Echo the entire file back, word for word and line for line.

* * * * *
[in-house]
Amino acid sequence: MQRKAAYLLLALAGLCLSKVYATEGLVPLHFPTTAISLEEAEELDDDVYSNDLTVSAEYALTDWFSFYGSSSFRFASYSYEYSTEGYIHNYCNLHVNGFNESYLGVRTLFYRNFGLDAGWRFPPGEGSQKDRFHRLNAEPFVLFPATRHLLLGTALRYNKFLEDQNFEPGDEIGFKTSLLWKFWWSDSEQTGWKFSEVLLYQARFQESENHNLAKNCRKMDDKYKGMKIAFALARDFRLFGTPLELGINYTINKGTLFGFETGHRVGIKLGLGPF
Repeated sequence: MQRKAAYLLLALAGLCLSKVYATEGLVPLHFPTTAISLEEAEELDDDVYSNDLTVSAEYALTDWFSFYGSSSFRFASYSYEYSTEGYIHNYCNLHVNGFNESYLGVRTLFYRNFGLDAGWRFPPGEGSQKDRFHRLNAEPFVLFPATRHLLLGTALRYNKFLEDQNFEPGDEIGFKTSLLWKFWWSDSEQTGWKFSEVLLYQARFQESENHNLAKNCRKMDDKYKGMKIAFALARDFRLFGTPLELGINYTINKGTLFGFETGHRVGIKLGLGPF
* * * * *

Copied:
[in-house]
Amino acid sequence: MQRKAAYLLLALAGLCLSKVYATEGLVPLHFPTTAISLEEAEELDDDVYSNDLTVSAEYALTDWFSFYGSSSFRFASYSYEYSTEGYIHNYCNLHVNGFNESYLGVRTLFYRNFGLDAGWRFPPGEGSQKDRFHRLNAEPFVLFPATRHLLLGTALRYNKFLEDQNFEPGDEIGFKTSLLWKFWWSDSEQTGWKFSEVLLYQARFQESENHNLAKNCRKMDDKYKGMKIAFALARDFRLFGTPLELGINYTINKGTLFGFETGHRVGIKLGLGPF
Repeated sequence: MQRKAAYLLLALAGLCLSKVYATEGLVPLHFPTTAISLEEAEELDDDVYSNDLTVSAEYALTDWFSFYGSSSFRFASYSYEYSTEGYIHNYCNLHVNGFNESYLGVRTLFYRNFGLDAGWRFPPGEGSQKDRFHRLNAEPFVLFPATRHLLLGTALRYNKFLEDQNFEPGDEIGFKTSLLWKFWWSDSEQTGWKFSEVLLYQARFQESENHNLAKNCRKMDDKYKGMKIAFALARDFRLFGTPLELGINYTINKGTLFGFETGHRVGIKLGLGPF